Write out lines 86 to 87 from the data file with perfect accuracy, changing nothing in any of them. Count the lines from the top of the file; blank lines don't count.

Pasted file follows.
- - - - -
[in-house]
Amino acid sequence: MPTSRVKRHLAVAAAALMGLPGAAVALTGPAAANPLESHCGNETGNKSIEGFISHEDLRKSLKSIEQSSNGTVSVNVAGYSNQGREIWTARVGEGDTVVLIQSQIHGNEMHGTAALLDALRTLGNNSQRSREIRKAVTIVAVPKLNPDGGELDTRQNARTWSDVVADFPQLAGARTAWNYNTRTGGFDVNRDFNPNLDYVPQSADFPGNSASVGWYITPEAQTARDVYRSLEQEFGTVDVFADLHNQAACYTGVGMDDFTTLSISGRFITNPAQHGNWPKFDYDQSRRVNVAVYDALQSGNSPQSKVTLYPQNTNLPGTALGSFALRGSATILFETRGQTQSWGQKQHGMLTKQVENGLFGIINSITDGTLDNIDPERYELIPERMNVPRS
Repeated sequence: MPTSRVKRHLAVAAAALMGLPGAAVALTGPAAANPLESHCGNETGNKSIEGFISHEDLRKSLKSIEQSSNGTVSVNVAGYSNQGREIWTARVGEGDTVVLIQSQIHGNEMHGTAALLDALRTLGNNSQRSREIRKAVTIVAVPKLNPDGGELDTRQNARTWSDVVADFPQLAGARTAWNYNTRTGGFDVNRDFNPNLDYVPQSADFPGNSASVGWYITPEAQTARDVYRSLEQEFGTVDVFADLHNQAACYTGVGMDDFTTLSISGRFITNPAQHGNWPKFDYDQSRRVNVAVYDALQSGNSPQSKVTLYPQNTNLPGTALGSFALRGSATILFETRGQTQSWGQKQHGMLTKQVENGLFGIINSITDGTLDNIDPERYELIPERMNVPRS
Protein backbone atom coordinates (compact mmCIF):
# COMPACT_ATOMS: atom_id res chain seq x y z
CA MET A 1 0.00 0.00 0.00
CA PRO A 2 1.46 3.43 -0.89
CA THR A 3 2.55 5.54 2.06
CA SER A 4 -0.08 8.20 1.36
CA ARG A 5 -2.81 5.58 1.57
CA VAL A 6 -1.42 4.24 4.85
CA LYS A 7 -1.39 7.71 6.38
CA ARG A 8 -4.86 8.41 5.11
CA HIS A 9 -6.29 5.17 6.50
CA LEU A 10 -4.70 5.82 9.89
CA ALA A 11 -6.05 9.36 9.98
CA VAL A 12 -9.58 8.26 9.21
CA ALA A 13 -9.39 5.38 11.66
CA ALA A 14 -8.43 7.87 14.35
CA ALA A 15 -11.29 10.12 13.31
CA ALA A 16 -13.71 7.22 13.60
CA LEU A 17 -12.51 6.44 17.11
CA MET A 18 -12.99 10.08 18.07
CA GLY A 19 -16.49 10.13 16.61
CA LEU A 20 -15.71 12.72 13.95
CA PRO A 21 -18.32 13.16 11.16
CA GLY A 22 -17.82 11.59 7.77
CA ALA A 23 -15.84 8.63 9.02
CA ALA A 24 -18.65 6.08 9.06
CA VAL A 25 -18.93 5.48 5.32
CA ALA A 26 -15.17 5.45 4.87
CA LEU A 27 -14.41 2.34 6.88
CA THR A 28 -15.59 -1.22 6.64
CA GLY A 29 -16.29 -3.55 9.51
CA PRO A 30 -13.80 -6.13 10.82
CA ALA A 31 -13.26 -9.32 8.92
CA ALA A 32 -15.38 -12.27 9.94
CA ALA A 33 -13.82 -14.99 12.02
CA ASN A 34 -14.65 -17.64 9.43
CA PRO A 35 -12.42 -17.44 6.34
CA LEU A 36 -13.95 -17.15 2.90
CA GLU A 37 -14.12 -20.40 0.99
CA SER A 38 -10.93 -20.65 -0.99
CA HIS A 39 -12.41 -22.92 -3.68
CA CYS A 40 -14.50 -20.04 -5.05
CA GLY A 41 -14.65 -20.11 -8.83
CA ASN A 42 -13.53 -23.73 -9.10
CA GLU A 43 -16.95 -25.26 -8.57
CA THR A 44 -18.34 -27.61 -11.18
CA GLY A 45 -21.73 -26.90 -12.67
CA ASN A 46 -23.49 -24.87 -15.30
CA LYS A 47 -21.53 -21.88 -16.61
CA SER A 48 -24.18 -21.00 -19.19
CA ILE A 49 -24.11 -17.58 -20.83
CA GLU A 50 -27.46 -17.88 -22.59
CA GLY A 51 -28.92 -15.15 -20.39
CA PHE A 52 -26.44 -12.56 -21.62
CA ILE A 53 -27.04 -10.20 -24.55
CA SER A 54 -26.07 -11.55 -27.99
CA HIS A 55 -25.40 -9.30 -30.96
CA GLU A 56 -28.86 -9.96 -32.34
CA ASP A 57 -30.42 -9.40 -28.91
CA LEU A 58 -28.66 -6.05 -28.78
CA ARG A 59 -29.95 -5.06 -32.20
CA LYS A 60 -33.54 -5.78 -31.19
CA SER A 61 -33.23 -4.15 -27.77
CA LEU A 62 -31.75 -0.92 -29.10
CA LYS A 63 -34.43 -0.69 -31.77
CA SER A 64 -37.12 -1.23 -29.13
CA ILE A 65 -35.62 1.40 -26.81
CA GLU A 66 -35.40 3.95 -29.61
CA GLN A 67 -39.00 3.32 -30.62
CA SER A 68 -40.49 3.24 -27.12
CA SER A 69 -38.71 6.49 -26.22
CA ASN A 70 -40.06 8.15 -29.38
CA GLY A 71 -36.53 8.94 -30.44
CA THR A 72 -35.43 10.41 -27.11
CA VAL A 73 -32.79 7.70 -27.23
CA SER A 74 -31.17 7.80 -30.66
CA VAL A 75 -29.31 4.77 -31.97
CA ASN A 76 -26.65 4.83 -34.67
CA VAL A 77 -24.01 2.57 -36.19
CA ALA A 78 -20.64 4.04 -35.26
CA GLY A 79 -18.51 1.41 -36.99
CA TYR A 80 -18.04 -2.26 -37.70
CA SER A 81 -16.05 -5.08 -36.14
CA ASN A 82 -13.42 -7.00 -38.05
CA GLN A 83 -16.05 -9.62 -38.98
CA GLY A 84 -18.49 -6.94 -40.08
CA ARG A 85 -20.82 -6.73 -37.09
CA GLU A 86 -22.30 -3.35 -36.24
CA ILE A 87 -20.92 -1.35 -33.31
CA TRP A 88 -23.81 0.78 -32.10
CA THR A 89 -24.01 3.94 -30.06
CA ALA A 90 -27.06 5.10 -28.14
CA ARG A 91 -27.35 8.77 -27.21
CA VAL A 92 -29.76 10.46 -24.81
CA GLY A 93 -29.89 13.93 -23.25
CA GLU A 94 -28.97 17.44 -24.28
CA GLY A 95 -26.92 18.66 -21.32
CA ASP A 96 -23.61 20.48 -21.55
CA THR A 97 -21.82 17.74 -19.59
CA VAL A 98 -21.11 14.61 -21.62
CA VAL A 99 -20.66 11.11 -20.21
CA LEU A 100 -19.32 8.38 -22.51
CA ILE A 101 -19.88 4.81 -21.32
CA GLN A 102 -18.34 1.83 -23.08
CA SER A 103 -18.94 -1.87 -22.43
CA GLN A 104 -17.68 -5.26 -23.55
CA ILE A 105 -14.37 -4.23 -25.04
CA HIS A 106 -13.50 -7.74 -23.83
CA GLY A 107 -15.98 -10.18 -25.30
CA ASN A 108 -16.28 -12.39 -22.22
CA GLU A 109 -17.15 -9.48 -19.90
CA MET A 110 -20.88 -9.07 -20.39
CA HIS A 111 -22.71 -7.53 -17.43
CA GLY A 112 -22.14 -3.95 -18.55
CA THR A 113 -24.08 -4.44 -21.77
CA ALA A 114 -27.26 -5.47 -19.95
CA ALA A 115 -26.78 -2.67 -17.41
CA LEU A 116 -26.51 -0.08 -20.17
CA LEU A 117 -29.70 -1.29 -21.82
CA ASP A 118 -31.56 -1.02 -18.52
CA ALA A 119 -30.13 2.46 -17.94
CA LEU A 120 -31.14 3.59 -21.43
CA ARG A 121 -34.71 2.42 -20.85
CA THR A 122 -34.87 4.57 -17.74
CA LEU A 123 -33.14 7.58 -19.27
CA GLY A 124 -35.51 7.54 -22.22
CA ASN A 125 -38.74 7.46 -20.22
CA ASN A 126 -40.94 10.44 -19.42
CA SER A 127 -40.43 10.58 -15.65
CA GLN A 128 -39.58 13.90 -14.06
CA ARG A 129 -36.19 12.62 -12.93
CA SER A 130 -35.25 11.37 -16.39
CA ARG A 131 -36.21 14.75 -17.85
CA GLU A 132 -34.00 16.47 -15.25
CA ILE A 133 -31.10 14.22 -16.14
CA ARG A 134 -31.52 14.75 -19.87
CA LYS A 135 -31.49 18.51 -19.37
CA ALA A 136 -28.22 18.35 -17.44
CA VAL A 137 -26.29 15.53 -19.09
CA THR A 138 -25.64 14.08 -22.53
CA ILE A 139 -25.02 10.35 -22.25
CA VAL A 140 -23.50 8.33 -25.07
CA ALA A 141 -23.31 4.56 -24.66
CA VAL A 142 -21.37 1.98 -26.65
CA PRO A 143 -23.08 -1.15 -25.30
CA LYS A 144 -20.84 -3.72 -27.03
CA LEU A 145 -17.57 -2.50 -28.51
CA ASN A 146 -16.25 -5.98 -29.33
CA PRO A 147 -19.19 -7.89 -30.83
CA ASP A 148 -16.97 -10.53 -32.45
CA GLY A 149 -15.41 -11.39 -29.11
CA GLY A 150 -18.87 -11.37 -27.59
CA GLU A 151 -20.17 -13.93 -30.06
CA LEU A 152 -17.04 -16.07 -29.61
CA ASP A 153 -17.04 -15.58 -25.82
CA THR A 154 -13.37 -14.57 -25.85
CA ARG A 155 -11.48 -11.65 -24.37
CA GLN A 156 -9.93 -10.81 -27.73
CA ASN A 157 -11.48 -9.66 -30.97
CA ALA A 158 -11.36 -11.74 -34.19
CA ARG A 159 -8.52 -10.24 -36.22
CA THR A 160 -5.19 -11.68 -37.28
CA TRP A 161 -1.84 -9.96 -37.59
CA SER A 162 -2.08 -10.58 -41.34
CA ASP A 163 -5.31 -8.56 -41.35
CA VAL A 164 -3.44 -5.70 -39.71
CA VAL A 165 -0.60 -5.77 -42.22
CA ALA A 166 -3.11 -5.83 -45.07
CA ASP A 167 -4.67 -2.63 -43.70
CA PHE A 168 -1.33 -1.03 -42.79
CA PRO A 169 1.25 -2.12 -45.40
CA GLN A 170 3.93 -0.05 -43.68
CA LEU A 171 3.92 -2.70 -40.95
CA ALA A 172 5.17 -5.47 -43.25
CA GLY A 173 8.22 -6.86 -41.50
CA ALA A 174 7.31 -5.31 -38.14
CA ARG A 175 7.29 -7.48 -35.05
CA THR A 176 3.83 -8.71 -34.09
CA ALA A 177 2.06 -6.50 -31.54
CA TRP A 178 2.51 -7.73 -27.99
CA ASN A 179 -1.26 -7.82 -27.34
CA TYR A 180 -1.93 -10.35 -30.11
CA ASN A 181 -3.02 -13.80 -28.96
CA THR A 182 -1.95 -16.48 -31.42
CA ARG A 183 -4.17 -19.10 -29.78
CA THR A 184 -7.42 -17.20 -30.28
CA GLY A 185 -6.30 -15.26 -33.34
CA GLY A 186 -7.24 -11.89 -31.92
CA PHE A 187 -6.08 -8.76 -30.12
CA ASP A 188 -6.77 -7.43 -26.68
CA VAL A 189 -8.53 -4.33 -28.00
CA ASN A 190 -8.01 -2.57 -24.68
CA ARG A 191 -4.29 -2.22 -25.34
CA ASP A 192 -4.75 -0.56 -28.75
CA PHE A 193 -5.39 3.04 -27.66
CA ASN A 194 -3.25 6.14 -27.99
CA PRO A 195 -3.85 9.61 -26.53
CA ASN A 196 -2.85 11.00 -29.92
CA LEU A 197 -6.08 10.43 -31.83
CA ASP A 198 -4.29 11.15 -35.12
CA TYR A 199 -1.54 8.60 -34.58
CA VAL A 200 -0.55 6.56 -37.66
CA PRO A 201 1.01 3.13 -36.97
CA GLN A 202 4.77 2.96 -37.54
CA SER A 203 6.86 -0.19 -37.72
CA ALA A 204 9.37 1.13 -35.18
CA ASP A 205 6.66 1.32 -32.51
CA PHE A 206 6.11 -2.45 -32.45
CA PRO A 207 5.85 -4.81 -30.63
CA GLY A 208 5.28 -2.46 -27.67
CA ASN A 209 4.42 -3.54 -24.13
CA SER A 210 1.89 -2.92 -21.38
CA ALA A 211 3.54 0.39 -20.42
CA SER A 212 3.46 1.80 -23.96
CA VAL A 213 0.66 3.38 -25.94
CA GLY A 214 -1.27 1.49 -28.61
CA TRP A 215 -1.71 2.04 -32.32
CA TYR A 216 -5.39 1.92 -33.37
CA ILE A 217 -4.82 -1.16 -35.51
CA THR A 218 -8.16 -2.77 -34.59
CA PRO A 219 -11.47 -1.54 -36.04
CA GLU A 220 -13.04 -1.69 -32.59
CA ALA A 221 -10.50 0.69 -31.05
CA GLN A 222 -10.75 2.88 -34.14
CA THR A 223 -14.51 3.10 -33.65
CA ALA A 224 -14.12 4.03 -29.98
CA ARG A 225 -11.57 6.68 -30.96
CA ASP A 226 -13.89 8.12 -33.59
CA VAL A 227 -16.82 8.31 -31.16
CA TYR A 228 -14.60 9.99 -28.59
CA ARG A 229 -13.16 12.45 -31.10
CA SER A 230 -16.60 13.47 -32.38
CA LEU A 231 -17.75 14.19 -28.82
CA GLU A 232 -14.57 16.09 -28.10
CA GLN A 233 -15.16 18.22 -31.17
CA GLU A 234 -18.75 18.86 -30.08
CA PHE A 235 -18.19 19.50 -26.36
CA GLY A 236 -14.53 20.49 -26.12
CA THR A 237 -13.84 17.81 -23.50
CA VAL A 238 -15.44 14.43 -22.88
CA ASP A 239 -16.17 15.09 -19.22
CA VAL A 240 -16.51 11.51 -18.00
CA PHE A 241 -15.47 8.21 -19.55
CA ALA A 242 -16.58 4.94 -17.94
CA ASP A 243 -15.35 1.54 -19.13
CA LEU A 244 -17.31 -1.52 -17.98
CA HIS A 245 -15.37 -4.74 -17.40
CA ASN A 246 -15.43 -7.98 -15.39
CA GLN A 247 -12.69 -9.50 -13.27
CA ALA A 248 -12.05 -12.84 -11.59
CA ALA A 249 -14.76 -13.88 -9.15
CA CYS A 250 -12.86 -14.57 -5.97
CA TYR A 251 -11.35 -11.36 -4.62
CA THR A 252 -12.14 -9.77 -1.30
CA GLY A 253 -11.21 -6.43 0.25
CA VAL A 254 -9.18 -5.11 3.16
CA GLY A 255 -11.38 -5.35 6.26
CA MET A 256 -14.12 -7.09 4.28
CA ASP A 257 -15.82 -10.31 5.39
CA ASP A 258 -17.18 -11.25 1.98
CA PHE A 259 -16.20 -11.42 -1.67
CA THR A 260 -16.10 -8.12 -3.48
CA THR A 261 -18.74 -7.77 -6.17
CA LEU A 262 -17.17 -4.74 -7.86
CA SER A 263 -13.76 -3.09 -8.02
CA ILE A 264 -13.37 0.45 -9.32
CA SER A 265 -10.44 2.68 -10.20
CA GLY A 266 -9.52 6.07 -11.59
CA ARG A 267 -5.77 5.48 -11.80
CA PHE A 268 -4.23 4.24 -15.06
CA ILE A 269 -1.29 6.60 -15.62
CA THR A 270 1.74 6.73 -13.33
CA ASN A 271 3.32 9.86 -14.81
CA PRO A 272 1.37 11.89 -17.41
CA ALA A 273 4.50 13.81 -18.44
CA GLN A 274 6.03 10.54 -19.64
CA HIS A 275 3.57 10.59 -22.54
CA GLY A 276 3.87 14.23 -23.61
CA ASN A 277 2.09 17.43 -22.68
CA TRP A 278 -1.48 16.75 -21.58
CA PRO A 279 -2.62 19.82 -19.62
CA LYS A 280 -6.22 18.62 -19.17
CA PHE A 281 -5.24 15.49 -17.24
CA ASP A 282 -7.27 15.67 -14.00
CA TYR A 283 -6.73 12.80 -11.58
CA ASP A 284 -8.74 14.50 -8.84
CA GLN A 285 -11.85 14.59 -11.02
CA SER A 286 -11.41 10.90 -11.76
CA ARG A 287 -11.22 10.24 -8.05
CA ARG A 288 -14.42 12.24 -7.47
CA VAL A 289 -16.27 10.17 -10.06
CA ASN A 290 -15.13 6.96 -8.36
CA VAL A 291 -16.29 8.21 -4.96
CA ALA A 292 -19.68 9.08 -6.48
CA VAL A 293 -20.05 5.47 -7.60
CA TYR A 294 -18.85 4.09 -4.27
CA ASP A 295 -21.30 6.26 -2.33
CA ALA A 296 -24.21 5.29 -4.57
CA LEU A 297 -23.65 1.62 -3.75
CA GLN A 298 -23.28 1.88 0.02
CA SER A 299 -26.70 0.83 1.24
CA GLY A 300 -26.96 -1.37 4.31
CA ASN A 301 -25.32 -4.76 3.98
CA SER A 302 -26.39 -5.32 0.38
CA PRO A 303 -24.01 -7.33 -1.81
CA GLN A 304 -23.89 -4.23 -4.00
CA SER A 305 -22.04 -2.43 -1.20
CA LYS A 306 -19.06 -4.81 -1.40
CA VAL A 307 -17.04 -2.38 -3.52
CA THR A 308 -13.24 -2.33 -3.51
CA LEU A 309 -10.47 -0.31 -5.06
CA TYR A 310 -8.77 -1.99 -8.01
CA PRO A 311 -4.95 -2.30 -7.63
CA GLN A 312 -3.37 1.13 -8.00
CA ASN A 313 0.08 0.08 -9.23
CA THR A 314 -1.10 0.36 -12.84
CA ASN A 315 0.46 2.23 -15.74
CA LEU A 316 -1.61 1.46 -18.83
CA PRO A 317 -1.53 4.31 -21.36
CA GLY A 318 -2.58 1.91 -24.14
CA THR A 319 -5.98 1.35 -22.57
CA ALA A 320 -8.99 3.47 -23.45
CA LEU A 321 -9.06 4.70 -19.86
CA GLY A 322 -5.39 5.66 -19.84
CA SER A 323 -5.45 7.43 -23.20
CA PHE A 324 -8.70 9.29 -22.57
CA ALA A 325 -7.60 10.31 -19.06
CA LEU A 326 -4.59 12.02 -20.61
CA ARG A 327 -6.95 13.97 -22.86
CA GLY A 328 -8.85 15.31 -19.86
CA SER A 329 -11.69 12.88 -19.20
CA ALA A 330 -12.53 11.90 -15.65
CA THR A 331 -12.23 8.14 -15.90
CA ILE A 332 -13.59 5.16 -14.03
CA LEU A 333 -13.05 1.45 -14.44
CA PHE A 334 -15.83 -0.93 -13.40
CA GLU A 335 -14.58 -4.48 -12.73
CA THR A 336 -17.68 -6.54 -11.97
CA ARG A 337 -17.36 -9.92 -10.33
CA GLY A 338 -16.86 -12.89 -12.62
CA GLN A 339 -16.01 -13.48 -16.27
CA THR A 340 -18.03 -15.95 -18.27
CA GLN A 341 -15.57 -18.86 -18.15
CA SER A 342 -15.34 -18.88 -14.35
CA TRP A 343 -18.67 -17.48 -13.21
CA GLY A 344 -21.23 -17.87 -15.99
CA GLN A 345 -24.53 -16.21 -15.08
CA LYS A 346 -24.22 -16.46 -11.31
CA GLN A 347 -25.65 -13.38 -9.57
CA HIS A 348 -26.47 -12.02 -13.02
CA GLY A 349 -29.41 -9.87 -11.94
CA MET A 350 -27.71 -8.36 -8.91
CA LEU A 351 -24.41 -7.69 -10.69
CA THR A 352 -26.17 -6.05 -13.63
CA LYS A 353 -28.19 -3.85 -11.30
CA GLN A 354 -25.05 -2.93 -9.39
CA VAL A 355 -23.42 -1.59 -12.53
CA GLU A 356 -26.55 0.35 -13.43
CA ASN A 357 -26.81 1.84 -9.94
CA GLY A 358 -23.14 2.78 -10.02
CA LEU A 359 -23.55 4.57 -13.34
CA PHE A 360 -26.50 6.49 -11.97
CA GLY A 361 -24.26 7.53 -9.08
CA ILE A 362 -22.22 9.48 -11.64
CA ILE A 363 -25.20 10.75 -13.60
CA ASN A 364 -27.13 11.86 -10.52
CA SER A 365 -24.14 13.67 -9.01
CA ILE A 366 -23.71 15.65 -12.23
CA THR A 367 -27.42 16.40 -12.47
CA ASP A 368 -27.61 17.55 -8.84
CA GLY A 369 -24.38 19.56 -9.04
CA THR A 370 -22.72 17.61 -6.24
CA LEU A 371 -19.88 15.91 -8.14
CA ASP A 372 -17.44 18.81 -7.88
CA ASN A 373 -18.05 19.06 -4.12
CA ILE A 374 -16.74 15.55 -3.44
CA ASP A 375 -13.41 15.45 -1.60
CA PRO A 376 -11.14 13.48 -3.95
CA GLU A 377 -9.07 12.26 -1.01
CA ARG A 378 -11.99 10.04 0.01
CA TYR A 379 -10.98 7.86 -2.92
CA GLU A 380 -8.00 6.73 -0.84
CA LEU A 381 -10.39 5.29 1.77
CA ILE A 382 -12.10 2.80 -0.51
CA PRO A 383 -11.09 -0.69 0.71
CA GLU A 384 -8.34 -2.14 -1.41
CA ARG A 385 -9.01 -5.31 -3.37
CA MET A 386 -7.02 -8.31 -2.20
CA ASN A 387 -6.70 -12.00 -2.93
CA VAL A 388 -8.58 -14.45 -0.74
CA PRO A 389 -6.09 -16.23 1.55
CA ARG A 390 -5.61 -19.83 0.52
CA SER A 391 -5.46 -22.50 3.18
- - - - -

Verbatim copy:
CA SER A 81 -16.05 -5.08 -36.14
CA ASN A 82 -13.42 -7.00 -38.05